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Black Maria is an international juried film competition. They have embraced their mission for 35 years by focusing on short films including those, which shine a light on issues and struggles within contemporary society. Their touring programs always include provocative works. They advance and exhibit the work of diverse filmmakers from across the US and around the world. These artists often represent an under-served constituency who might not otherwise have the opportunity for live public exhibition nationwide or abroad. We will be screening a curated selection of animation, documentary, and experimental shorts. A discussion led by professor Rob Todd with a few of the directors to follow. Animation/ experimental/documentary, 101 minutes, USA/ Netherlands/ Poland, 2016.

Band Aid – 10/17

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Anna and Ben can’t stop fighting. Advised by their therapist to try and work through their grief unconventionally, they are reminded of their shared love of music. In a last-ditch effort to save their marriage, they decide to turn all of their fights into songs, and with the help of their neighbor, Dave, they start a band. Discussion with alumni producers Natalia Anderson and Kristen Murtha. Directed by Zoe Lister-Jones, Comedy, 91 minutes, USA, 2017.

Colossal – 10/19

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Gloria is an out-of-work party girl forced to leave her life in New York City, and move back home. When reports surface that a giant creature is destroying Seoul, she gradually comes to the realization that she is somehow connected to this phenomenon. Discussion led by professor Sarah Zaidan to follow. Directed by Nacho Vigolando, Drama/Comedy, 89 minutes, USA/ Spain, 2016.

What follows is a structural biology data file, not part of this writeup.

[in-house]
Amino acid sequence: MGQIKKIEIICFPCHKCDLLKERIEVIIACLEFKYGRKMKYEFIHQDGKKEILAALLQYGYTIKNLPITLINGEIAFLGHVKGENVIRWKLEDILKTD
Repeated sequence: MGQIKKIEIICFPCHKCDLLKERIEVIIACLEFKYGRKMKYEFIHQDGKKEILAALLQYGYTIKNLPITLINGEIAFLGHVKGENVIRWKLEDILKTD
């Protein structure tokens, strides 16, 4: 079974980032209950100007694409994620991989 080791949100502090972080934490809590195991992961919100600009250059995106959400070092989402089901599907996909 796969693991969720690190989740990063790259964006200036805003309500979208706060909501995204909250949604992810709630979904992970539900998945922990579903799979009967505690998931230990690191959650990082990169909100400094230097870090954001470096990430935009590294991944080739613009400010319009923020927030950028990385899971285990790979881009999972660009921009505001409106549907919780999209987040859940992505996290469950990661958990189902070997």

Rasheed – 10/24

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Rasheed documents the life of Badih’s late uncle Rasheed Broum who was killed, at the age of 29, in an airstrike in the city of Sidon during the Israeli invasion of Lebanon in 1982 – three years before she was born. More than 30 years after the tragedy, Samia goes on a quest to find out more about her uncle’s story of life and death, as it is told by the friends and family who survived him and knew him best, mainly his sister Rasha and his best friend Ghassan. At the heart of the film is the story Rasheed’s sister, Rasha who has not coped well with her brother’s loss. Rasheed captures one of the many war stories from the southern city of Sidon, Lebanon through Badih’s own personal journey. Discussion with director Samia Badih to follow via Skype. Directed by Samia Badih, documentary, 74 minutes, USA/ Lebanon, UAE, 2017.

An Inconvenient Sequel: Truth to Power – 10/26

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Live video Q&A with Al Gore to precede the film at 6:45PM

A sequel to The Inconvenient Truth, the follow-up documentary addresses the progress made to tackle the problem of climate change and Al Gore’s global efforts to persuade governmental leaders to invest in renewable energy, culminating in the landmark signing of 2016’s Paris Climate Agreement. Directed by Bonni Cohen and Jon Shenk, documentary, 98 minutes, USA, 2017.

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Fall 2017 Trailer

Trailer edited by Casey Shatraw